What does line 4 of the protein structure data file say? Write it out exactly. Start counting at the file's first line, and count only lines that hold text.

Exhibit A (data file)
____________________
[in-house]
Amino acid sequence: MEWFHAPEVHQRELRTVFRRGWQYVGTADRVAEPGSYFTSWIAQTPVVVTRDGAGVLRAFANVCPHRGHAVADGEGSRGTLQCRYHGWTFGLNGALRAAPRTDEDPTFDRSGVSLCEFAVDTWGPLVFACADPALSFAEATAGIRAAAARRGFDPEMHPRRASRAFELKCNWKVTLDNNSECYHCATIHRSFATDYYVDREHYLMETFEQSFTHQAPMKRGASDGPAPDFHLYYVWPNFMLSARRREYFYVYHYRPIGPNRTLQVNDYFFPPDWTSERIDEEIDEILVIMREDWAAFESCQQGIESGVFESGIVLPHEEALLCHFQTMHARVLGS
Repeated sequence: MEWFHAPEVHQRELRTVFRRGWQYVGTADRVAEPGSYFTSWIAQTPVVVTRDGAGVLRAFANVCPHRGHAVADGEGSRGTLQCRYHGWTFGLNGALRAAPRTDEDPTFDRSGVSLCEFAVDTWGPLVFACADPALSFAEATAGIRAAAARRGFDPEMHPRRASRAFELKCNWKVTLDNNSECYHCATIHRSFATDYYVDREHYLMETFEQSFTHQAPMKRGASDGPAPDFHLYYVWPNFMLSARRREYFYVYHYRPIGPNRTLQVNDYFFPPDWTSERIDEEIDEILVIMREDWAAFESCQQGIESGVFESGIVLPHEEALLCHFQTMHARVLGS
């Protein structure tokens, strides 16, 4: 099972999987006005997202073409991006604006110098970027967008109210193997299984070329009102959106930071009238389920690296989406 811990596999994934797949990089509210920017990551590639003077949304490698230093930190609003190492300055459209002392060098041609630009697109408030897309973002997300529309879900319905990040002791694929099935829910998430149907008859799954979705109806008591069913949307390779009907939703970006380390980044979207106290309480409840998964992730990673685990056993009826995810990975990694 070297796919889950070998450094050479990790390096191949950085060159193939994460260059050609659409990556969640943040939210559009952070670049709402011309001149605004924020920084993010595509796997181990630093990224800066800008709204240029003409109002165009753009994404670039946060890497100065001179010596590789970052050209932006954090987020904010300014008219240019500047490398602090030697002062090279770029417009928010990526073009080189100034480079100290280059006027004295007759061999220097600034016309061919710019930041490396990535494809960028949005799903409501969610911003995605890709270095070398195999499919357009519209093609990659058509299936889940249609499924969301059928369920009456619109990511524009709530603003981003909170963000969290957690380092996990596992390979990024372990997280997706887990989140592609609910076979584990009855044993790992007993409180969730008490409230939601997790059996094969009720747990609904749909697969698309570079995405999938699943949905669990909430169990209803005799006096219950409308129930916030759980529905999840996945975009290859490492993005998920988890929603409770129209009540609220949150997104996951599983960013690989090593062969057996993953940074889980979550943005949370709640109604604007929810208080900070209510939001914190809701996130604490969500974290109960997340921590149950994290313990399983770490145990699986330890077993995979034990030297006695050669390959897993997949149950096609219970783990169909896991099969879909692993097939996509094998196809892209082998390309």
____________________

């Protein structure tokens, strides 16, 4: 099972999987006005997202073409991006604006110098970027967008109210193997299984070329009102959106930071009238389920690296989406 811990596999994934797949990089509210920017990551590639003077949304490698230093930190609003190492300055459209002392060098041609630009697109408030897309973002997300529309879900319905990040002791694929099935829910998430149907008859799954979705109806008591069913949307390779009907939703970006380390980044979207106290309480409840998964992730990673685990056993009826995810990975990694 070297796919889950070998450094050479990790390096191949950085060159193939994460260059050609659409990556969640943040939210559009952070670049709402011309001149605004924020920084993010595509796997181990630093990224800066800008709204240029003409109002165009753009994404670039946060890497100065001179010596590789970052050209932006954090987020904010300014008219240019500047490398602090030697002062090279770029417009928010990526073009080189100034480079100290280059006027004295007759061999220097600034016309061919710019930041490396990535494809960028949005799903409501969610911003995605890709270095070398195999499919357009519209093609990659058509299936889940249609499924969301059928369920009456619109990511524009709530603003981003909170963000969290957690380092996990596992390979990024372990997280997706887990989140592609609910076979584990009855044993790992007993409180969730008490409230939601997790059996094969009720747990609904749909697969698309570079995405999938699943949905669990909430169990209803005799006096219950409308129930916030759980529905999840996945975009290859490492993005998920988890929603409770129209009540609220949150997104996951599983960013690989090593062969057996993953940074889980979550943005949370709640109604604007929810208080900070209510939001914190809701996130604490969500974290109960997340921590149950994290313990399983770490145990699986330890077993995979034990030297006695050669390959897993997949149950096609219970783990169909896991099969879909692993097939996509094998196809892209082998390309």